Looking for good puppy food – does a commercial one exit?

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  • #1952

    We have a 6 month old italian greyhound, we have been feeding him the commercial brand that our breeder uses, however, in reading the contents, to my horror I find all kinds of stuff that is talked about in the article by Ann N. Martin which appears on your website.
    my cousin also has an IG, and she makes her own food consisting of
    ground chuck, long grain rice, sea salt, carrots, and sprinkles Prozyme on top. This seems so simple and straight forward, and at least I would know what I am actually feeding him, as opposed to all the chemical names and stuff on the commercial food. My main concern is if the above home “brew”, is nutritionally sound for my puppy, who is VERY active, and growing like a weed.
    If you can advise what else I should include if I decide to try him on the new “home cooked” food rather than the commerical one with all the chemicals. Any information will be greatly appreciated.
    I am sooooo happy I found your website. Thank you.


    Dr. Jeff will certainly give you some excellent advice for home cooked/raw diets. Seems like you would need more supplements for the ingredients you listed.

    I think you can find healthy commercial food without the chemicals and poor ingredients from years past.

    Check out Whole Dog Journal for their list of high quality commercial foods. Being from So. Californina, as I am, their are lots to choose from sold in the private pet stores and NOT at Petco or PetsMart.

    CANIDAE is my personal choice for commercial dry food. htp://www.canidae.com

    Even with high quality commercial food, I used to add PROZYME but now use Vibrant Pets Ultimate Formula which uses the raw ingredients as Prozyme but adds so much more.



    If you are looking in to commercial type dog food I would go with Chicken Soup for the dog lover’s soul.


    🙂 Thank you for telling me about “chicken soup for the dog lovers soul”
    I was able to find a local supplier, and my little guy is eating it like he never ate before. I feel more comfortable with the ingredients, as I didn’t see any of the “catch phrases” which meant that there were dead animals included in this product, plus it even tasted good to me.
    Thanks so much. Do you in addition use the Vibrant Pets Ultimate Formula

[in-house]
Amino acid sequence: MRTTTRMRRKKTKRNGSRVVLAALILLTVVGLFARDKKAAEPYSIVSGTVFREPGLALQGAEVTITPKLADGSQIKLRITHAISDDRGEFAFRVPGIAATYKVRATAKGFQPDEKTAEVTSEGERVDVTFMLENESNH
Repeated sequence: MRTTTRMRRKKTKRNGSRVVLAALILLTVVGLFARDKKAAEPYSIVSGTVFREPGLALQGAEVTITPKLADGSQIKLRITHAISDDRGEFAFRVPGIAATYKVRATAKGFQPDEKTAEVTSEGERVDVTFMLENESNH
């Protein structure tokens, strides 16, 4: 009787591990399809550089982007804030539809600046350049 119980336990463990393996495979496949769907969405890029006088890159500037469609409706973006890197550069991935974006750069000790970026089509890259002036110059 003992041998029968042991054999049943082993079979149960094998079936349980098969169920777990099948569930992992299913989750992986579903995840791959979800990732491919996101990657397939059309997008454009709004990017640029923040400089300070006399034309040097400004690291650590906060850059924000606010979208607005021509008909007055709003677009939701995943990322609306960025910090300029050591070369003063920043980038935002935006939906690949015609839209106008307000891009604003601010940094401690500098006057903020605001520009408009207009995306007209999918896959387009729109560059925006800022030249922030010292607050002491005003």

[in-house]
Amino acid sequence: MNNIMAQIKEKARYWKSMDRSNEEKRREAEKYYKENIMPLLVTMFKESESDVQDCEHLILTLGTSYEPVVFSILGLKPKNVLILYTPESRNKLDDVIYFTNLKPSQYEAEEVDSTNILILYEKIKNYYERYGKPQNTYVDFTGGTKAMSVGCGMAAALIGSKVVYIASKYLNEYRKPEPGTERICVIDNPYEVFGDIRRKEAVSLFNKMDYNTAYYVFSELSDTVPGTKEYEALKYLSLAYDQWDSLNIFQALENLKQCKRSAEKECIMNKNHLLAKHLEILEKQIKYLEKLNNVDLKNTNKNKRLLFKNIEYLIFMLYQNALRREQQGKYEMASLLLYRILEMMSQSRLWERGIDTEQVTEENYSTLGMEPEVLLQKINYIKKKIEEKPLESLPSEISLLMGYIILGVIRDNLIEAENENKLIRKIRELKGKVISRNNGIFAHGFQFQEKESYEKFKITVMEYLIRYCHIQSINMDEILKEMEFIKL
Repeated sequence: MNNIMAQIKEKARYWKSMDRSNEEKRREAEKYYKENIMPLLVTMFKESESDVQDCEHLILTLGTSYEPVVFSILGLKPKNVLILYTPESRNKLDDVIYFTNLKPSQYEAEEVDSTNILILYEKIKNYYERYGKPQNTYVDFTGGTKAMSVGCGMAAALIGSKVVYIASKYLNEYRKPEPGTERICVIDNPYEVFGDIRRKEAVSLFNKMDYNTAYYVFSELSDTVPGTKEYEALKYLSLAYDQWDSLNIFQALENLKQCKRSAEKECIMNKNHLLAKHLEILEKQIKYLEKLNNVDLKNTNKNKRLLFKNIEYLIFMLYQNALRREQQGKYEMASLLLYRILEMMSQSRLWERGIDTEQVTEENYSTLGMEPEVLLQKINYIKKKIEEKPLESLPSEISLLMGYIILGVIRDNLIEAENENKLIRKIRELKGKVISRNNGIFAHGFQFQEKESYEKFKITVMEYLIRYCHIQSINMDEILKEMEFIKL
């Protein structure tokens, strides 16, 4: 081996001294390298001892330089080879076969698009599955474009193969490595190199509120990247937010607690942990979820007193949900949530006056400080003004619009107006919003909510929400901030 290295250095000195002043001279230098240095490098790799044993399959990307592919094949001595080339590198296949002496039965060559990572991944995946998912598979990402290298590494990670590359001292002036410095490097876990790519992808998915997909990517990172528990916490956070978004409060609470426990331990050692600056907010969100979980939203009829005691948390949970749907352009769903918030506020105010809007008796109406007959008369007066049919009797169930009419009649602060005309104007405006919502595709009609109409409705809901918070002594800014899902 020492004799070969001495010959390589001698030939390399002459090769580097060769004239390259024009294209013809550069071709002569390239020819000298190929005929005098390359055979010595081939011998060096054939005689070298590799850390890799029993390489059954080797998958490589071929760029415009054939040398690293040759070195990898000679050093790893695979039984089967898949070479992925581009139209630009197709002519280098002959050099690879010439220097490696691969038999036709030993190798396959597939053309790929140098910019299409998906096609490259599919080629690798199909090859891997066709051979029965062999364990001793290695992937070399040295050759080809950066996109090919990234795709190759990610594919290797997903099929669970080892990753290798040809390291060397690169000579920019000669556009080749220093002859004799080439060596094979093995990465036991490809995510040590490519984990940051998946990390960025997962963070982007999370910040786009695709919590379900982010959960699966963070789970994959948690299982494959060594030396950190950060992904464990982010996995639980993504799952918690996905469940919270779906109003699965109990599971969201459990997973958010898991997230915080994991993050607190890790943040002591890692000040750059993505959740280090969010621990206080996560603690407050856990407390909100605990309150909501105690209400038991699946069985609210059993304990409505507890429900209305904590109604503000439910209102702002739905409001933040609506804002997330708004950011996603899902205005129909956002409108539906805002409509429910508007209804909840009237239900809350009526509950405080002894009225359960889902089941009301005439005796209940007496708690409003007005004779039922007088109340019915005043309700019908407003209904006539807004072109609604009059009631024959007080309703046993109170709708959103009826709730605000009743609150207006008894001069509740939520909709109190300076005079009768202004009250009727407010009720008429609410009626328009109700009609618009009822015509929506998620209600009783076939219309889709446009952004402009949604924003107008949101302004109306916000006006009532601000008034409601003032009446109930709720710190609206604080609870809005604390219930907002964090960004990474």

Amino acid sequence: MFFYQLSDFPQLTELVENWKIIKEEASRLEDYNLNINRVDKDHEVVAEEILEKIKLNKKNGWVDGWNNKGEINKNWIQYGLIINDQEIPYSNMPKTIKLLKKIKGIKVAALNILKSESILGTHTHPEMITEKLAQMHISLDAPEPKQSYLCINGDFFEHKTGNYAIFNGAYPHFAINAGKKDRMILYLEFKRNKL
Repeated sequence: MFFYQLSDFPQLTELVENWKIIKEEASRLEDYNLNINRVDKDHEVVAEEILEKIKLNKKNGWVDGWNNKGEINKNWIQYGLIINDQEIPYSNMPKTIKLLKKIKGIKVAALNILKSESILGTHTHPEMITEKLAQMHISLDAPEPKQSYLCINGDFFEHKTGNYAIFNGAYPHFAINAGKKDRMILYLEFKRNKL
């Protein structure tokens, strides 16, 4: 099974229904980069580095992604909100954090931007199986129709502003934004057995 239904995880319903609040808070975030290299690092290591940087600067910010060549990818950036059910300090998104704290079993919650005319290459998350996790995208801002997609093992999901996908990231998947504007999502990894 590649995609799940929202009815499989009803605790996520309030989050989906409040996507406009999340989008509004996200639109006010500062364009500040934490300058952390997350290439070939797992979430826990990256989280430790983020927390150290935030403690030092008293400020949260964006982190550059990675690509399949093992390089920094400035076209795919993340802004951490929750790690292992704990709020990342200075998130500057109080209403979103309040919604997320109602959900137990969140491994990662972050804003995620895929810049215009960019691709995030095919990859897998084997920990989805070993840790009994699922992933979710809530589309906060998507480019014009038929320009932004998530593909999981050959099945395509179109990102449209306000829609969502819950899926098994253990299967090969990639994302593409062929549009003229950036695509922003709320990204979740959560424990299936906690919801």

with this, or have you found that this product is totally adequate for good nutrition. I’m going to do more research on the company, and see if
    they make treats also.
    Thanks again for the tip, I had never heard of that brand of pet food.
    Best wishes, Pico’s mommy 🙂


    You are welcome pico’s mommy. I’m glad that I could help and that he is happy with the food. I give NUPRO all natural dog supplement to my pack. I have one dog on chicken soup for the dog lovers soul and the rest of my pack is fed BARF.


    I am now weaning Pico off of Purina one – Puppy Growth and Development
    and feeding him 1/2 of Purina, and 1/2 of “Chicken Soup……”
    also I’ve continued to make the concoction in my original posting,
    he actually loves my cooking better than anything else.
    I have been wondering, is there some kind of list of fruits/veggies that
    are NOT good for dogs.
    So far he loves grapes, apples, oranges, carrots, nectarines, but doesn’t like watermelon.
    I don’t give him much, (like 3 small grapes, small pieces of the others)
    He is actually getting heavier than I would like, but I think that it is due to lack of exercise (it’s been 100 plus degrees outside).

    Any information on what NOT to feed him would be most appreciated.

    Dr. Jeff Feinman

    [quote=pico’s mommy]
    Any information on what NOT to feed him would be most appreciated.

    Pretty much everything that is good for us is good for him. The notable exceptions are grapes/raisins and chocolate (which I guess isn’t really good for us either). Unlike chocolate, there really is no toxic principle in grapes (and in fact grape seed and skin extract is a very useful natural medicine in dogs). Many of us think that it is a pesticide or fungicide which is sprayed on the graoe that canh cause kidney toxicity in some dogs. Buying organic grapes should prevent this exposure.

    The other proviso is that dogs really aren’t well adapted to cooked foods. Their natural diet is raw (to which they are physiologically adapted). Cooked animal fats, e.g. cooked beef or dark meat poultry/poultry skin is somewhat iffy. It’s not toxic in any way but some dogs (especially older ones already adapted to a commercial food diet) can develop gastrointestinal problems from eating cooked fats.

    As my intro diet handout says, the best diet is made up of the freshest (preferably organic) food possible given in wide variety and in moderation. Any way that you accomplish this will be better than the common practice of feeding one brand of processed commercial food for your dog’s entire life.

    This is a very important topic so feel free to ask any other questions (though I bet most of them will be answered by documents in my info library and elsewhere on this board…).

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